Molly case shows children with disabilities falling through cracks in system
Agencies seem to pride themselves on impenetrability and inaccessibility
Fulfilling the needs and rights of children with disabilities in foster care requires joined up, inter-agency approaches that have the flexibility to deliver personalised supports that place the child at the centre of service provision.
The Ombudsman for Children’s Office’s (OCO) report highlighting the deleterious effects of the lack of co-ordination by the Child and Family Agency, Tusla, and the Health Service Executive (HSE) for Molly and her foster family is a sad indictment of how the State responds to those whose needs do not fit within the demarcations of service providing agencies. Joined up thinking may be a rather passé term these days, but never has there been a better example of the lack of it.
There was always going to be a danger, in separating out child and family services from the HSE in 2014, that certain groups – including children with disabilities in State care – were going to fall through the cracks. Children with disabilities, whether fostered or not, are already fighting for scant resources, and this issue can only be further intensified when service divisions and barriers come into play.
One of the things that was particularly shocking in the OCO’s report was the finding that, despite their best efforts and, to quote, “exhaustive advocacy”, not even professionals working within the system were able to navigate access to relevant services and supports for Molly and her foster family.
This being the case, it is hard to see what hope there is for those seeking access to the system from the outside, including parents, foster families and people with disabilities themselves. The State has built a system that appears to pride itself on impenetrability and inaccessibility.
The OCO’s report highlights the everyday realities of resource constraints, administrative battlegrounds, and lack of access to services, but it also speaks volumes about the State’s understandings of disability.
Despite legislative and policy moves to mainstream disability in Irish society (through measures such as Government departments developing sectoral plans under the Disability Act 2005, and the HSE’s efforts, through the Progressing Disability Services for Children and Young People initiative, to develop more coherent, co-ordinated and equitable services for 1-18 year olds), there still remains a perception that disability is a specialism owned by particular agencies in the health and social care arena, that “do” disability.
This is a perception which owes much to the legacy of Ireland’s residual welfare state, and the historical development of charitable organisations which took on responsibility for providing services to children and adults with disabilities.
Disability is part of the human condition, and service providers should think about it as an experience that cuts across all our lives in multiple, intersecting ways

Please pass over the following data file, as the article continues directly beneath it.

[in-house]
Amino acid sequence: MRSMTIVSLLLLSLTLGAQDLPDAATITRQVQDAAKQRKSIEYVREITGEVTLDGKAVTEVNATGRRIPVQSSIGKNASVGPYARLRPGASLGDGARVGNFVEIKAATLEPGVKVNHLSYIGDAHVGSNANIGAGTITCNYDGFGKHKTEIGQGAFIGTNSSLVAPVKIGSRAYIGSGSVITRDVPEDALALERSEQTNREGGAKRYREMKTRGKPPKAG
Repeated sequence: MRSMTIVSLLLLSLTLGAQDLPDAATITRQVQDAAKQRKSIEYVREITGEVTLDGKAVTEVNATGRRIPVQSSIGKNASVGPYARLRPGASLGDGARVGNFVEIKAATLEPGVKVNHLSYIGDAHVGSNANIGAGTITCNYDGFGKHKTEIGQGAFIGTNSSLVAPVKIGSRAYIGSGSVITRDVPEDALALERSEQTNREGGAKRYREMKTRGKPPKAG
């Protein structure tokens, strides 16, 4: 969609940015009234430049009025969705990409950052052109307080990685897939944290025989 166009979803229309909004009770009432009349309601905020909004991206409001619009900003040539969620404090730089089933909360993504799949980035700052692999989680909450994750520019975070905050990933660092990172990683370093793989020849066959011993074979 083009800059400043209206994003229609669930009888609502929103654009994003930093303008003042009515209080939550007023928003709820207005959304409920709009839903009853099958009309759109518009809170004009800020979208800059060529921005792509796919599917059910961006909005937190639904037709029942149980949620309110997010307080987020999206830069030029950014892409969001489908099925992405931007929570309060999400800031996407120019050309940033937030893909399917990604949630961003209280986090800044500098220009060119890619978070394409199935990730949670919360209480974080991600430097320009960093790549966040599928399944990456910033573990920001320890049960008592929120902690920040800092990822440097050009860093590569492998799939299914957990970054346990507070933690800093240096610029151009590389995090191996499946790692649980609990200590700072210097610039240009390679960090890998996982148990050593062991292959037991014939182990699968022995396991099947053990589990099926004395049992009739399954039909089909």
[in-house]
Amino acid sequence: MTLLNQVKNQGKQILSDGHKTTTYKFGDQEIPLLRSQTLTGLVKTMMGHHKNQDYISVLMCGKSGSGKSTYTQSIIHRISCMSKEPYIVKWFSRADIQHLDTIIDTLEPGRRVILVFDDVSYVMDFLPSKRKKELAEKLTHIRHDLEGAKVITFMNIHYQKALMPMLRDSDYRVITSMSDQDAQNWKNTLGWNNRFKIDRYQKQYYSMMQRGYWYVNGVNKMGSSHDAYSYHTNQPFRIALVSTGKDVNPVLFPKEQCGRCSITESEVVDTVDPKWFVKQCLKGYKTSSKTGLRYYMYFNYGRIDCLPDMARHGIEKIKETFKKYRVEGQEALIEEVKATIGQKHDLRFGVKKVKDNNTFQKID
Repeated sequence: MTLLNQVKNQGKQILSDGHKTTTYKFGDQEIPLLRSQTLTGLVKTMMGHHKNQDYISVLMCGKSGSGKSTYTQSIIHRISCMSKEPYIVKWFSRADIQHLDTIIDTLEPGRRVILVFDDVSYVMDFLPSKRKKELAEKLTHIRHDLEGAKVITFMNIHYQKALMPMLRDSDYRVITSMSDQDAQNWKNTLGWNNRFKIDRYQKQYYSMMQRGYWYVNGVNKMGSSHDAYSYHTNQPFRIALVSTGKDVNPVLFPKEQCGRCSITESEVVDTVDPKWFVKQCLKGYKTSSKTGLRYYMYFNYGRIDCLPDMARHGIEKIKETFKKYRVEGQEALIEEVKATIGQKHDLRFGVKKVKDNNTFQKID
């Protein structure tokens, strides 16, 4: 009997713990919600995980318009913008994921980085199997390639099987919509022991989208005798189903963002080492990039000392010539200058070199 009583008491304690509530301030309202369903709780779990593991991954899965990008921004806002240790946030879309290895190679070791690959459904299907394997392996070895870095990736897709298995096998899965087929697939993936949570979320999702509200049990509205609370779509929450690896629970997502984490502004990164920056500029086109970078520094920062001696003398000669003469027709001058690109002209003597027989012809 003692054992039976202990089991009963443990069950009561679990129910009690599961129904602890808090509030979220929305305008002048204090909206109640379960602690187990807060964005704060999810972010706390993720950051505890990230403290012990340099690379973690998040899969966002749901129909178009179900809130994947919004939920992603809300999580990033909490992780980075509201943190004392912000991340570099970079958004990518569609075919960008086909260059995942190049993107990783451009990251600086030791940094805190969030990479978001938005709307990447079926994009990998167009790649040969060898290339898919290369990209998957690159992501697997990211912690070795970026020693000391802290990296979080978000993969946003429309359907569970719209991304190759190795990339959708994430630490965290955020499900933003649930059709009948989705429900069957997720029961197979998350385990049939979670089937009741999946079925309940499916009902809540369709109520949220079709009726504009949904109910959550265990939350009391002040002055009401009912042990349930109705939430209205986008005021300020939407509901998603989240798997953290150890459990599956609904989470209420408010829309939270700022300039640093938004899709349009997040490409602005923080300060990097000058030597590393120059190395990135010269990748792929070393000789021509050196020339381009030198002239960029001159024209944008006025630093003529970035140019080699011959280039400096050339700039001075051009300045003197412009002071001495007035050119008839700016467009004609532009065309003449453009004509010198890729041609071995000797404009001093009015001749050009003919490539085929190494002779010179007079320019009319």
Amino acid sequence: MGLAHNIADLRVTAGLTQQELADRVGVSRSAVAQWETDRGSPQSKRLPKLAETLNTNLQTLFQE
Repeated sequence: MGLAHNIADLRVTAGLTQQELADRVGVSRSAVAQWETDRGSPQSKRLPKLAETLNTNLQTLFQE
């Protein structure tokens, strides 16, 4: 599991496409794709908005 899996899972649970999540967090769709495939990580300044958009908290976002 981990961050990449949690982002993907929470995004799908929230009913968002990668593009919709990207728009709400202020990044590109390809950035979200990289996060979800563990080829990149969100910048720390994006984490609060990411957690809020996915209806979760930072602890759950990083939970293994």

Disability, though, is not an experience that can be pigeonholed, nor one that ends at the door of disability services; it is a universal part of the human condition, and service providers would do better to think about it holistically as an experience that cuts across all our lives and society in multiple, intersecting ways. Such thinking would suggest that there needs to be awareness of disability in all sectors of the health and social care system, and not just within disability-specific services.
What is also revealing is how the two agencies’ rigid adherence to their own procedures – articulated in Tusla’s case through the equity of care principle (we treat all foster children the same regardless of whether they have a disability or not) – obscured the needs and rights of Molly and her foster family.
Rights-based approaches to disability have long recognised that for children and adults with disabilities to experience equality with their able-bodied counterparts, sometimes they need to be treated in a way that recognises the difference of disability; that is, provided with extra supports or reasonable adjustments to enable them to participate in the same way as others.
As the OCO report and multiple pieces of research have highlighted, the additional costs associated with supporting a child with a disability are significant. In Molly’s case, however, these costs were not acknowledged in any systematic or coherent way by the two agencies.
Fulfilling the needs and rights of children with disabilities in foster care requires joined up, inter-agency approaches that have the flexibility to deliver personalised supports that place the child at the centre of service provision. While current disability policy articulates this need for flexible, individualised supports, Molly’s case illustrates just how far agency structures, administrative and communication practices are going to have change before these aspirations have any meaningful effect for many children with disabilities.
The OCO’s report provides a stark warning: by failing to develop a co-ordinated response based around a recognition of the difference that being a child with a disability in State care makes, the State failed Molly, and will continue to fail many other children with disabilities like her.
Dr Claire Edwards is a lecturer in the school of applied social studies, and director of the institute for social science in the 21st century (ISS21), at University College Cork